To characterize four new strains of weedy rice (Oryza sativa L.) found in farmers’ fields in Dandong (40 07N, 124 23E), Liaoning Province, China. The weedy rice (WL, WS, BL and BS), 3 standard indica testers (Nanjing11, Nantehao and IR36), 3 standard japonica testers (Qiuguang, Zaoshajing and Balilla), one American red rice(Accession number:15936 in the germplasm bank at China National Rice Research Institute) and 2 strains of Dongxiang wild rice (DY1 and DY2) were grown for phenotyping and genotyping with a set of 19 SSR markers capable of distinguishing between indica and japonica rice (Fan et al., 2000).
Six phenotypic traits including glume hair, phenol reaction, length of the first to second rachis internode, glume color at heading, leaf hair and grain length/width ratio were recorded (Table 1). The score of each trait was added up, 0-8 scores are typical indica, 9-13 scores are indica, 14-17 scores are japonica, and 18-24 are typical japonica (Cheng, 1993).
Results indicated that weedy rice strain WL (straw hull with long awn) belonged to typical japonica type with a total score of 18, strains WS (straw hull with short awn), BL (black hull with long awn) and BS (black hull with short awn) all were japonica with total scores of 14, 15 and 17 respectively.
For genotyping, a total of 86 alleles were examined (4.53 alleles/locus with a range from 2 to 7.5 alleles/locus). Five alleles were weedy rice specific at loci RM217, RM228, RM247, RM248 and RM250. 8 out of 19 SSR markers (42.1%) showed polymorphisms among the weedy rice. four markers (RM18, RM25, RM202 and RM250) showed differences between WS and the other strains of weedy rice. Three markers (RM20, RM228 and RM247) showed polymorphisms between WL and the other weedy strains. SSR pattern was highly similar between BL and BS except a single locus at RM259. Cluster analysis showed that the weedy rice, wild rice and japonica testers were grouped together in one group. The red rice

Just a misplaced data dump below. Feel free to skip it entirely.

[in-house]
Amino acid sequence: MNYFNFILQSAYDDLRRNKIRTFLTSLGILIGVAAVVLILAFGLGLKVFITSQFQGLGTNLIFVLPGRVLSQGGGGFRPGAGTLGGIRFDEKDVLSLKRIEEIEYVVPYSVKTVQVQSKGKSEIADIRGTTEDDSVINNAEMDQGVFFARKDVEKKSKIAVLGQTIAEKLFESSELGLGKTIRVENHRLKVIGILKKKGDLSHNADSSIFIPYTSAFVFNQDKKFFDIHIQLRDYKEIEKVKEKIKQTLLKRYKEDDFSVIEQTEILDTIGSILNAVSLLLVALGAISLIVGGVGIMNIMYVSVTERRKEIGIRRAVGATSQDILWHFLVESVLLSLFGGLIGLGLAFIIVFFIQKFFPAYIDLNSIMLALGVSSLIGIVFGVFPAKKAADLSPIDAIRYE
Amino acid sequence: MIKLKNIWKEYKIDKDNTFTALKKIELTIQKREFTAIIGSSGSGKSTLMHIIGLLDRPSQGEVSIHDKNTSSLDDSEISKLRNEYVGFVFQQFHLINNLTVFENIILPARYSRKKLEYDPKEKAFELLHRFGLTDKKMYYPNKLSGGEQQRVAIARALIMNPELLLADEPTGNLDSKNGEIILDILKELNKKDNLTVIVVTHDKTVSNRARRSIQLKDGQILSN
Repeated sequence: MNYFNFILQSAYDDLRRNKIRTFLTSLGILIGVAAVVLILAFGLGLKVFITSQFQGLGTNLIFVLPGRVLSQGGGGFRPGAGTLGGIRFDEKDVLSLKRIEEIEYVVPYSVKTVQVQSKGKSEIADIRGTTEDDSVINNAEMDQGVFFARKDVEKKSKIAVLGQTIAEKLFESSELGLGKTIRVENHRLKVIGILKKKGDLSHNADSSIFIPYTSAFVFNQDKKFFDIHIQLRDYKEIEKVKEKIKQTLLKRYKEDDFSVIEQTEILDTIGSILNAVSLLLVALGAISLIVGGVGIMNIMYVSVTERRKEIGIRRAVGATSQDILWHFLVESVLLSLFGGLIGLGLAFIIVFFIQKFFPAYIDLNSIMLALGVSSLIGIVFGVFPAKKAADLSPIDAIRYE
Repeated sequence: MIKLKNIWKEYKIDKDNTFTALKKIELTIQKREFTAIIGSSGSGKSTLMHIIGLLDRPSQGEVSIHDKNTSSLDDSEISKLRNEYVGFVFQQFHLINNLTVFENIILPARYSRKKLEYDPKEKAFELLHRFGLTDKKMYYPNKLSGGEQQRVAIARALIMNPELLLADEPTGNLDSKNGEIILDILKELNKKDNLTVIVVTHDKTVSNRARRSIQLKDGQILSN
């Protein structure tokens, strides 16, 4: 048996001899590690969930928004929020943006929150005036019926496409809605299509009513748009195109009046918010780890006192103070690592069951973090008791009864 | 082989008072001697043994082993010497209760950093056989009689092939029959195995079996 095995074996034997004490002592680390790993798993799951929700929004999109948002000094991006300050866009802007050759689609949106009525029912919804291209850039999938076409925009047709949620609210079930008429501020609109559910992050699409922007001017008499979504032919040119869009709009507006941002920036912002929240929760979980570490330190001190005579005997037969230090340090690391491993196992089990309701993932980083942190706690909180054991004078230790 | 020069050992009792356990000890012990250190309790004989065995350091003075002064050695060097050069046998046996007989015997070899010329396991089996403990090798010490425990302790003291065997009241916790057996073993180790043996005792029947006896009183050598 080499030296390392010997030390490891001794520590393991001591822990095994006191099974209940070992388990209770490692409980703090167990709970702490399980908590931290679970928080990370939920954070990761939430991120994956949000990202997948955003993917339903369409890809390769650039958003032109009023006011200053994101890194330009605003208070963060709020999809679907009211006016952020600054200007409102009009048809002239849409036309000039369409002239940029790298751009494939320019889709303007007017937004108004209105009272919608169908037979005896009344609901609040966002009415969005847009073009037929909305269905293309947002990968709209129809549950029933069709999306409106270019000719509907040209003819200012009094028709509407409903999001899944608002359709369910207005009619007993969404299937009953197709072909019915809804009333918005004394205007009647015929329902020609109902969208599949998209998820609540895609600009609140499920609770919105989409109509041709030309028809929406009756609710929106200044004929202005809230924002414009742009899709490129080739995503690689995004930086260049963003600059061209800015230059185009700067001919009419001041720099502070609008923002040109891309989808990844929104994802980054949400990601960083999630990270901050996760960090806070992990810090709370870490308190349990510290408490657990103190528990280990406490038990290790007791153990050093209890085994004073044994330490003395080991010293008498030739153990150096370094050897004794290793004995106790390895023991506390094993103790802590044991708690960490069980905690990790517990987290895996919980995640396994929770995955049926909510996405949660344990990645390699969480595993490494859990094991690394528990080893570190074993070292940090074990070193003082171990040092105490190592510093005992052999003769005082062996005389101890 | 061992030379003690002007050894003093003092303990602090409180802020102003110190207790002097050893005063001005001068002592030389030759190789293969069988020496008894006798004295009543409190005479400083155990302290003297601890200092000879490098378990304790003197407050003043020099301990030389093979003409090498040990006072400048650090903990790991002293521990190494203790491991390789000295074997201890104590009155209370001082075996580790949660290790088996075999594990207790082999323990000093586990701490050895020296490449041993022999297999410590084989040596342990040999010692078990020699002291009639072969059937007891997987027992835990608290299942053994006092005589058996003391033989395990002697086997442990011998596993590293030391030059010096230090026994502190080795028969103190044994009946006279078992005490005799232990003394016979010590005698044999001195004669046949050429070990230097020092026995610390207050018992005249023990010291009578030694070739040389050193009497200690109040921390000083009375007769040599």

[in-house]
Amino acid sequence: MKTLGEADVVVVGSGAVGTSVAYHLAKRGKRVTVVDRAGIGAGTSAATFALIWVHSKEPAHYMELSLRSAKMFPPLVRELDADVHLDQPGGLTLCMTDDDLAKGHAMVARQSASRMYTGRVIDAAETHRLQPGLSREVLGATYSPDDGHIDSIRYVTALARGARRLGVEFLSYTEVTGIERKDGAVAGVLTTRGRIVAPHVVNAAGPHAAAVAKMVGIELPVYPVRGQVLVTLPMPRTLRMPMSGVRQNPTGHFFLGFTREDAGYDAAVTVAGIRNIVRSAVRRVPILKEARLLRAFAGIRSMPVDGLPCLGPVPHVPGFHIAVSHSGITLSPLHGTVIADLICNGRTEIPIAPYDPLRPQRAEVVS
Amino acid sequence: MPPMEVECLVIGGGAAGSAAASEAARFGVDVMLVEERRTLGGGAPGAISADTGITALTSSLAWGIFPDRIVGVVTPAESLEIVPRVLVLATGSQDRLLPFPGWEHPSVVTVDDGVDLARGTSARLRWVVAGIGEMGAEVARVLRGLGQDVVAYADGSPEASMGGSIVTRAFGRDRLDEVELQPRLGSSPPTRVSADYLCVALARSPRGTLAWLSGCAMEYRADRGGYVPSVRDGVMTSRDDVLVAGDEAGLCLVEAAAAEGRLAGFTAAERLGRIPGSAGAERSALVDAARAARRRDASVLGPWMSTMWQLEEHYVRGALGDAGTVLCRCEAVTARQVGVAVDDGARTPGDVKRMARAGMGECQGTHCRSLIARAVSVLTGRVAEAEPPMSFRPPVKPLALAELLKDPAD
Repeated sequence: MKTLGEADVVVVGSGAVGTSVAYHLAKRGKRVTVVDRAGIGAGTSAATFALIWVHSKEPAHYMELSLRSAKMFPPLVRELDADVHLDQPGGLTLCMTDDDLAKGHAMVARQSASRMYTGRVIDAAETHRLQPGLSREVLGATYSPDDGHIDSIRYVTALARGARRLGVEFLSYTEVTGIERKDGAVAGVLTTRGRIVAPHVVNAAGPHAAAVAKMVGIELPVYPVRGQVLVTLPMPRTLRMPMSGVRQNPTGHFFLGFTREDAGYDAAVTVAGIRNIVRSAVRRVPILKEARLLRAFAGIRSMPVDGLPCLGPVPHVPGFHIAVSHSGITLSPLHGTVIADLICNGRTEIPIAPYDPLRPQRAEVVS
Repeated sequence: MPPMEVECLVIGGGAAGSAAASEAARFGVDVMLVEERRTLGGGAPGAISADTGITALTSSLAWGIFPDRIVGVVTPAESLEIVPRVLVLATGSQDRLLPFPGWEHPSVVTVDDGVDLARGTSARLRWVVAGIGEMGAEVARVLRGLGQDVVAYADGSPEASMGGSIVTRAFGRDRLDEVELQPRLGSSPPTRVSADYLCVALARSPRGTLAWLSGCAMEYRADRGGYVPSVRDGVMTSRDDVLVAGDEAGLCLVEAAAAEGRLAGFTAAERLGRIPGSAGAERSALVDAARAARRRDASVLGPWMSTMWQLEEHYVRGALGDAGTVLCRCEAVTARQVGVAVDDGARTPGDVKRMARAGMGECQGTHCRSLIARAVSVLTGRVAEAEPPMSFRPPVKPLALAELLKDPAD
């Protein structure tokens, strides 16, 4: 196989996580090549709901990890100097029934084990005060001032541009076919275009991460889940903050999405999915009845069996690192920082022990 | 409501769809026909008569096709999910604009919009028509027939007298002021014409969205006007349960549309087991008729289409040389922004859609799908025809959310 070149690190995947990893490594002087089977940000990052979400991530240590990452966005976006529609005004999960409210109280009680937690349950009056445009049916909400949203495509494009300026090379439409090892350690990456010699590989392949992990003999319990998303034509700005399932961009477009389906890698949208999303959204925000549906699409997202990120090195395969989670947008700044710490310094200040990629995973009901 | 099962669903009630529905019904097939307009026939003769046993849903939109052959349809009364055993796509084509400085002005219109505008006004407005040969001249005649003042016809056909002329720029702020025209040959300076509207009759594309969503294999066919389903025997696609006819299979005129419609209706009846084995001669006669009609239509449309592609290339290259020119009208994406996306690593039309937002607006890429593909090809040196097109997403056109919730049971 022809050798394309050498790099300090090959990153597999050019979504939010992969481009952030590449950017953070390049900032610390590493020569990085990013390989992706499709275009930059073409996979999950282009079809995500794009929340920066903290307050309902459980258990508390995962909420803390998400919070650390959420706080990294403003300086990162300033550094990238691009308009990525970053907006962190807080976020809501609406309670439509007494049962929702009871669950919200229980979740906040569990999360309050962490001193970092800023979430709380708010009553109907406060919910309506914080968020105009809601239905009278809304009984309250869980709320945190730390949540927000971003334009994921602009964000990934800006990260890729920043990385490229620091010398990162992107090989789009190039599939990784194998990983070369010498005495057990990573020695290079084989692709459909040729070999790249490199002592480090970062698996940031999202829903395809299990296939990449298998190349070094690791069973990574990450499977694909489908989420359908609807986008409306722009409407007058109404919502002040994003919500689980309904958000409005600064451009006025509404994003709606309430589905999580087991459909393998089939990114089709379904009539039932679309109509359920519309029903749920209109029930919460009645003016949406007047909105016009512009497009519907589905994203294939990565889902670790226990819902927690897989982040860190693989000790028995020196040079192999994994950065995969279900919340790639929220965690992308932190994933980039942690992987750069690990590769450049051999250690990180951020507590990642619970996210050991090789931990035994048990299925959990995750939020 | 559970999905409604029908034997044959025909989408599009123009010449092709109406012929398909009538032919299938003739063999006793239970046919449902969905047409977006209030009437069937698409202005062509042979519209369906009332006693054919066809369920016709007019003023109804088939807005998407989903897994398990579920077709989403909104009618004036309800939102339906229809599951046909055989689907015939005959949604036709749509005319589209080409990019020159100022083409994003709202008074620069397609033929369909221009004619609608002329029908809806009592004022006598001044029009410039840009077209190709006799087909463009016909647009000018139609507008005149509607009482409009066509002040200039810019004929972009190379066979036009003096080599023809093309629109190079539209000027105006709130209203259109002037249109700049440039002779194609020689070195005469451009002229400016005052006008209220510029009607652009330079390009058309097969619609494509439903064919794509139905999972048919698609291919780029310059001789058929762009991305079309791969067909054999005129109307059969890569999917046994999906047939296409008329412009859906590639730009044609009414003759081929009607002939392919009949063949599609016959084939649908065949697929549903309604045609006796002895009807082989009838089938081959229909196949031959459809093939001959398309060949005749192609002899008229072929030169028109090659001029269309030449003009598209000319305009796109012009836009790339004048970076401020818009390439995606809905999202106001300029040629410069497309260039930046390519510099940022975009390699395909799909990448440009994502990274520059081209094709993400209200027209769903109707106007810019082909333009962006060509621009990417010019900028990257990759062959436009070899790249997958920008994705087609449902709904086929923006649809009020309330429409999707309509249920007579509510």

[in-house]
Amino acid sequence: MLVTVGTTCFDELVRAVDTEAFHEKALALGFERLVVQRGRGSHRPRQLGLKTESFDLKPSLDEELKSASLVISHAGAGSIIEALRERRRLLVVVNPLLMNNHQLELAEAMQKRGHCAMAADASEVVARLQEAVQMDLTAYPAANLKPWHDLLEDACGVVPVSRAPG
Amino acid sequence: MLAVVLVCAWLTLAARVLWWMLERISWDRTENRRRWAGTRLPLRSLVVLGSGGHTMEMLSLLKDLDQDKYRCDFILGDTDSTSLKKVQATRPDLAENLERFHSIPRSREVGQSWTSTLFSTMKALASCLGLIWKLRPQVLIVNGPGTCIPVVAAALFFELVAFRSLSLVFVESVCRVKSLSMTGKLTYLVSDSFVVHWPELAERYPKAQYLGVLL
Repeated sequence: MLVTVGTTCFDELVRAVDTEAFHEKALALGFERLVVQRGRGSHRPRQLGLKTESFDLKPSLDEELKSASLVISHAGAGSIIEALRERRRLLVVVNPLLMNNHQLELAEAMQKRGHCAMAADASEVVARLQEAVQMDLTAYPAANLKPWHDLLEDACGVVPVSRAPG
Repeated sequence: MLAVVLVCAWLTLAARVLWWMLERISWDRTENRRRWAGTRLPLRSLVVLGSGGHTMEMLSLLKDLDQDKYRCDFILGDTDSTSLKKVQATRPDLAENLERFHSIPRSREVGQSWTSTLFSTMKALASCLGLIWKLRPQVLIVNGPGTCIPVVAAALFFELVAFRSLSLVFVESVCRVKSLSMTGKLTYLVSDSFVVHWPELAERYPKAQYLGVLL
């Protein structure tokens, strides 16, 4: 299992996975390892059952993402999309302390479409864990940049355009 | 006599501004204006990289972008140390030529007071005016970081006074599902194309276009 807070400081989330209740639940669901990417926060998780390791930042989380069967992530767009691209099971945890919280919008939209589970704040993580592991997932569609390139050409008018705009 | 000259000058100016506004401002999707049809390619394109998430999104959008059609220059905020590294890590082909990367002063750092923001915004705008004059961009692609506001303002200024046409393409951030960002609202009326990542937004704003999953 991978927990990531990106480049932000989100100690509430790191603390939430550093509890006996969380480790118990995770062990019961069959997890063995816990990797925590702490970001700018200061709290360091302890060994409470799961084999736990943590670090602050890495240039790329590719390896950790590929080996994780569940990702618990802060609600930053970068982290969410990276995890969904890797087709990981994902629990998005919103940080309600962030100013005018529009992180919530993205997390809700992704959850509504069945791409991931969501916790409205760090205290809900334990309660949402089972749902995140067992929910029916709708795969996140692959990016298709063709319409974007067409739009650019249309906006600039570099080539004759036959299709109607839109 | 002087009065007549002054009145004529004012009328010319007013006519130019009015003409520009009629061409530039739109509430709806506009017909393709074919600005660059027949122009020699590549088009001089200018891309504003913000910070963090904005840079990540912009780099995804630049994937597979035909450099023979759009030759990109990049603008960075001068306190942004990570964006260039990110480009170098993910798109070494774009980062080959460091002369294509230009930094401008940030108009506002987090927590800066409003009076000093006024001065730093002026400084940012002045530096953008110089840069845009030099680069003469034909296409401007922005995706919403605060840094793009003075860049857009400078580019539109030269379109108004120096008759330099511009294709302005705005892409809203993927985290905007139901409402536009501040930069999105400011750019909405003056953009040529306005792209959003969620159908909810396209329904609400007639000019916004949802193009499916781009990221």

and indica testers were clustered into another group. The japonica group was divided into two sub-clusters at 0.80 similarity level, one sub-cluster consisted of all strains of weedy rice and the other consisted of two Dongxiang wild rice. The genetic similarity coefficient was 0.82 between weedy rice and the japonica testers, and was 0.73 between Dongxiang wild rice and weedy rice, indicating that weedy rice was more closely related to japonica rice than wild rice. The result supported that weedy rice belonged to japonica rice similar to cultivars (Fig. 1).
Analysis of indica and japonica differentiation of the weedy rice showed that indica, japonica, weedy rice and wild rice were distinguishable at axial direction (Fig. 2). The red rice was distributed with the indica testers, showing differentiation towards indica and cultivated rice. The weedy rice were distributed with the japonica testers showing differentiation towards japonica and cultivated rice. No difference was observed between BS and BL using 19 SSR markers, they appeared in a single spot in the chart. The two strains of Dongxiang wild rice collected from two natural populations showed a differentiation tendency towards japonica, this result was consistent with the research based on isozyme, RAPD and rDNA (Wang et al., 1994).
In summary, we concluded that the Dandong weedy rice belong to japonica rice similar to cultivar and possibly originated from ancient cultivars or introgression of modern varieties.
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